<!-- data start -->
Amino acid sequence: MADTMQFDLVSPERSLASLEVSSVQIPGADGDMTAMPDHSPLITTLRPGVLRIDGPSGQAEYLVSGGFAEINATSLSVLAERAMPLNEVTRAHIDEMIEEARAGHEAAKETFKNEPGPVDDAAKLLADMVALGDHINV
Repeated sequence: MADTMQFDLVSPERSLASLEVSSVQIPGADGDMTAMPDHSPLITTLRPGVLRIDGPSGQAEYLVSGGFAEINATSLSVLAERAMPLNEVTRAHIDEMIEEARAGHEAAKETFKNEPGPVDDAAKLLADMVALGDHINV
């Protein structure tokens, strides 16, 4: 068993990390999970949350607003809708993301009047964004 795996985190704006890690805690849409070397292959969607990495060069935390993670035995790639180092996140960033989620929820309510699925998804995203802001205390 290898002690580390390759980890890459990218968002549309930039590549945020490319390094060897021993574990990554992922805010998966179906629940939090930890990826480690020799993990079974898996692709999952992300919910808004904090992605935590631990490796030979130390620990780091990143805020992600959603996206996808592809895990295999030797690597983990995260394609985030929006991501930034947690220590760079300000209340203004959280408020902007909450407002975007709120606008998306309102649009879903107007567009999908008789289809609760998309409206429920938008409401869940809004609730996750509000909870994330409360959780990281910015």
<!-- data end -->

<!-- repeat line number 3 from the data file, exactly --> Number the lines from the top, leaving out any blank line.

């Protein structure tokens, strides 16, 4: 068993990390999970949350607003809708993301009047964004 795996985190704006890690805690849409070397292959969607990495060069935390993670035995790639180092996140960033989620929820309510699925998804995203802001205390 290898002690580390390759980890890459990218968002549309930039590549945020490319390094060897021993574990990554992922805010998966179906629940939090930890990826480690020799993990079974898996692709999952992300919910808004904090992605935590631990490796030979130390620990780091990143805020992600959603996206996808592809895990295999030797690597983990995260394609985030929006991501930034947690220590760079300000209340203004959280408020902007909450407002975007709120606008998306309102649009879903107007567009999908008789289809609760998309409206429920938008409401869940809004609730996750509000909870994330409360959780990281910015």